If you can measure the input energy (Sun's spectrum) and compare it to the reflected energy ~30% (Earth's reflected spectrum) you can compute the absorbed energy ~70% (planet's absorption). Isolating that absorbed energy to just the surface requires some approximations and a lot of instrument calibration.
The sun (in space) has a spectrum of a black body at ~5700 K.
When this energy hits the atmosphere, some is reflected (called Albedo) and some is absorbed and later radiated out again at a different frequency as heat (measured by IR Spectroradiometers).
The atmosphere is quite cool compared to the surface of the earth and it doesn't have a lot of mass for heating directly, but it is good at catching the longer wave heat infrared (IR). So when the surface of the earth is measured from space about 50% of the IR (heat) energy passes through the clouds and 50% is reflected back (green house effect).
By comparing the sun's input, to the measured albedo they can correct for some of that effect. It can also be calibrated against sensors on the ground which show what amount of energy makes it through the atmosphere. Notice that $H_2O$, $O_3$ (ozone), $CO_2$ and $O_2$ absorb noticeable amounts of the radiated energy (absorption bands). In this image the yellow represents the spectrum outside the atmosphere like in the image above, with the red showing what frequencies and power strength reach the surface at sea-level. Note how $O_3$ absorbs the higher frequency (shorter wave-length) ultra-violet and keeps us from getting too sun burnt?
So the IR radiation from space can be measured and compared to the model and ground based sensors. This image is a broad-spectrum interpretation of what the "brightness" or power would look like if we could see in this frequency band. This isn't a spectrum view but rather a view of the total amount of energy seen reflected using very wide IR vision. The wide vision makes seeing details difficult as you can see there are mostly big blobs of different strengths of reflected IR power. This is where NASA's camera is much more powerful because of a combination of filters and frequency resolution they can increase the dynamic range of the image dramatically and see much more than blobs (see the detail in the Lut Desert image below).
Where the current model which is always being refined by new information looks something like this.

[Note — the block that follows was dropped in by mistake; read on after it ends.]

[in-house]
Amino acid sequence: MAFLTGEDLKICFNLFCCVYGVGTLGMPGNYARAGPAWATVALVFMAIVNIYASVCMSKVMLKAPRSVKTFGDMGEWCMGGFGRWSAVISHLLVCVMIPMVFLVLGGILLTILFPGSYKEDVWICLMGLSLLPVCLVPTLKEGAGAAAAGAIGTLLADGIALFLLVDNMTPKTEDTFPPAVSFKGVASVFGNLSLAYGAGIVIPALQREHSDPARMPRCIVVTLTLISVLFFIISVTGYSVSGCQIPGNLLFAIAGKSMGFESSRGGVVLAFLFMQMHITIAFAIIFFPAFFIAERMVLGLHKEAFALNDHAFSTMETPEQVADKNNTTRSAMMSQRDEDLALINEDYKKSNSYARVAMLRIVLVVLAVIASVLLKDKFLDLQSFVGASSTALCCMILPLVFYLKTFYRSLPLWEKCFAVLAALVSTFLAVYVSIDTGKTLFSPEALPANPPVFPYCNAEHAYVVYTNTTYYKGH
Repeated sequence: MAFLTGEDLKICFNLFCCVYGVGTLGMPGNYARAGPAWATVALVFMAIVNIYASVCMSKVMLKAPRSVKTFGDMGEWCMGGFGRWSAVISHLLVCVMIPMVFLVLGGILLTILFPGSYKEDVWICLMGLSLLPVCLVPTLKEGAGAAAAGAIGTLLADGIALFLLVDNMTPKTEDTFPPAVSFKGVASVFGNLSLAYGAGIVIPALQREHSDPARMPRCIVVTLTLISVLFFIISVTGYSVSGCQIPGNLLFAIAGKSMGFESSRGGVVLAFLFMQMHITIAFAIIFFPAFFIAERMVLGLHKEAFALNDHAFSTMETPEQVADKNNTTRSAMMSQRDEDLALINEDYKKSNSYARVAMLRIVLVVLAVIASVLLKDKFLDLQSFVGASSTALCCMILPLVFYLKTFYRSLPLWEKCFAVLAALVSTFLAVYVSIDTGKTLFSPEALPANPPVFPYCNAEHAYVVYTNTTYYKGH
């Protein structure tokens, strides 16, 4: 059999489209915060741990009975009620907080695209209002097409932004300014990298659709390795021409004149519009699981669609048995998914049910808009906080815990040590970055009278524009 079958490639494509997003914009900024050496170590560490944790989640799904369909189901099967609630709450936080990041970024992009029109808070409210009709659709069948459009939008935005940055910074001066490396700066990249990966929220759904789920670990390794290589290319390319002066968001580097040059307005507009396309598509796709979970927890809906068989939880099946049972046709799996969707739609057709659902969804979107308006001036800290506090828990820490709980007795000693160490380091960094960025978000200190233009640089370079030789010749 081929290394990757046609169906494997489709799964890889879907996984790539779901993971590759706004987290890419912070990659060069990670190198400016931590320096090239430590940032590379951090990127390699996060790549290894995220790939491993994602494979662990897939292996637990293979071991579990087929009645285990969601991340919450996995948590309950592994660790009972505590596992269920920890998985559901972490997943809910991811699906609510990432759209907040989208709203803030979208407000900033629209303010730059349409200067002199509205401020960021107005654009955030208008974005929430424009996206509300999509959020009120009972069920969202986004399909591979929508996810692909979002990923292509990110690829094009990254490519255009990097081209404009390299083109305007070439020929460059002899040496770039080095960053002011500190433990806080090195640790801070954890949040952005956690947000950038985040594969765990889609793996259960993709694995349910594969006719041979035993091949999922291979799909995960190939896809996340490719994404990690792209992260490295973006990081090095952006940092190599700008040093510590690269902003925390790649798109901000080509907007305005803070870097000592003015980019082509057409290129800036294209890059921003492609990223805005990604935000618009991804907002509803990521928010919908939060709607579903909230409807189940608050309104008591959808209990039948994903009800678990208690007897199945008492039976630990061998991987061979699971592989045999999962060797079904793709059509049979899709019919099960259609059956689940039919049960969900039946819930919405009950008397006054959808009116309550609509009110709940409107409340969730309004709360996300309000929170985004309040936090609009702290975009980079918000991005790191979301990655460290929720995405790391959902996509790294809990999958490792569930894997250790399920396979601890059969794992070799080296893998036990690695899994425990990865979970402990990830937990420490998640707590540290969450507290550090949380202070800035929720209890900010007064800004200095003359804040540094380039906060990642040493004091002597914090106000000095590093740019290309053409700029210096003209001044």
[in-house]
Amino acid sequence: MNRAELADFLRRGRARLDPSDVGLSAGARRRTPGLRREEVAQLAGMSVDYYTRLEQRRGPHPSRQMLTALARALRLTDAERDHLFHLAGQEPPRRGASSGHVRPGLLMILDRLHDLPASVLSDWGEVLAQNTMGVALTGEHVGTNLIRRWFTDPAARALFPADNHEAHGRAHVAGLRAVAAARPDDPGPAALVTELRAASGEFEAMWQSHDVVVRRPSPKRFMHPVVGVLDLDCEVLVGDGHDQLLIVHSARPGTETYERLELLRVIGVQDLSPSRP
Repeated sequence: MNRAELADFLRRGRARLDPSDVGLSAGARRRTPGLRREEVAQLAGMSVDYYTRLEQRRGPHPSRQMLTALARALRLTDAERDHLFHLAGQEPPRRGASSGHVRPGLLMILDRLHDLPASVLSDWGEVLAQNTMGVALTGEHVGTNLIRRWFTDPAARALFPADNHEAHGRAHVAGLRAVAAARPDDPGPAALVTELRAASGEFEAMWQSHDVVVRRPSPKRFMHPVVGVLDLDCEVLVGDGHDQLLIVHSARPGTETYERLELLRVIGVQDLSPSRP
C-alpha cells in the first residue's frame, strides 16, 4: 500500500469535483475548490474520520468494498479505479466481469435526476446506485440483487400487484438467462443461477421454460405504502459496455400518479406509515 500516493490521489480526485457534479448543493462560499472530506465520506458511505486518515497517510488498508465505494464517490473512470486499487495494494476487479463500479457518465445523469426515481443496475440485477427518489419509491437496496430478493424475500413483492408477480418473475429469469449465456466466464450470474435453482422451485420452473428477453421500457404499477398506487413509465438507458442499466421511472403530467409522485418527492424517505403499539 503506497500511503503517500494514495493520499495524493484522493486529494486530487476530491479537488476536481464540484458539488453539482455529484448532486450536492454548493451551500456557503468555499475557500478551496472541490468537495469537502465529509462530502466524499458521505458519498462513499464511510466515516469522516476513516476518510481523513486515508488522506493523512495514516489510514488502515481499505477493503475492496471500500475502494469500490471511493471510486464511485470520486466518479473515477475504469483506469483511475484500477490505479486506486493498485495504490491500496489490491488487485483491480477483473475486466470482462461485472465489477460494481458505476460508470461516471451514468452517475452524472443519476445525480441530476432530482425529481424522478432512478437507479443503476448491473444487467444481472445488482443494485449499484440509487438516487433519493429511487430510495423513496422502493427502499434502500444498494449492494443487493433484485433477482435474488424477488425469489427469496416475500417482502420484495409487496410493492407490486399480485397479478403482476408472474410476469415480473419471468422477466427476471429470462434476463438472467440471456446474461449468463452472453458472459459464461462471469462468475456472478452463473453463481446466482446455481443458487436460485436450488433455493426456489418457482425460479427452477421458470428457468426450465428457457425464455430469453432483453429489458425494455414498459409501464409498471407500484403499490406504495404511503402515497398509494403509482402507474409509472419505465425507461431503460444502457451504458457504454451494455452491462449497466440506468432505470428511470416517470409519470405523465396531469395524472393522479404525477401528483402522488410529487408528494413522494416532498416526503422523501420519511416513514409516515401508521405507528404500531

The specific instrument that NASA uses is called Moderate Resolution Imaging Spectroradiometer (MODIS) and there is an entire team to support calibration. The MODIS instrument has 36 different spectral bands (groups of wavelengths), including some that detect thermal radiance, or the amount of infrared energy emitted by the land surface. Since the two MODIS instruments scan the entire surface each day, they provide a complete picture of earthly temperatures and fill in the gaps between the world’s weather stations—particularly in extreme environments where temperatures are simply not measured.
The spectral band separation for the 36 MODIS bands is based on a
complex system of dichroic beamsplitters, focal plane masks,and
individual bandpass filters. There are four co-registered focal planes
separated by three dichroic beamsplitters to cover the VIS (400 nm to
550 nm), NIR (650 nm to 950 nm), SWIR (1200 nm to 2250 nm), MWIR (3600
nm to 4600 nm) and LWIR (6500 nm to 14500 nm). Linear detector arrays,
one for each band, are covered by bandpass filters of dimensions as
small as 1 mm by 7 mm. The MODIS requirements include relative
bandwidths as small as 1%, with tight tolerances on band center, band
width, edge slopes, and out-of-band specifications. -- IEEE
VIS -- Visual Spectrum, NIR - Near InfraRed, SWIR - short wave infrared, MWIR - medium wave infrared, LWIR - long wave infrared.
The advantage of the MODIS sensor is most of the atmospheric temperatures are much lower than the surface of the earth. So using narrower IR filters and comparing different bands the near direct temperature of the earth's skin can be measured (assuming proper calibration). Using this information directly they can make daily direct measurements. For example the Lut Desert was found to often be the hottest spot on the planet:
The Lut Desert has an areal extent of about 80,000 km and contains several odd geomorphic distinctions making it a unique place. Large areas of the Lut Desert regularly exceed 65.0°C, and the hottest spot on Earth was detected in the Lut five out of seven years.
IR imaging in general is often used in industrial applications to find irregular sources of heat. It can be used to see objects in great detail where each pixel acts as a tiny thermometer allowing you to measure the temperature of every pixel on an image. This is how the MODIS works, but it is much more complicated. Here is an example from a FLIR handheld device illustrating the concept with the LEFT image in black and white with the reference spot highlighted, compared to the RIGHT image in IR with the same spot highlighted.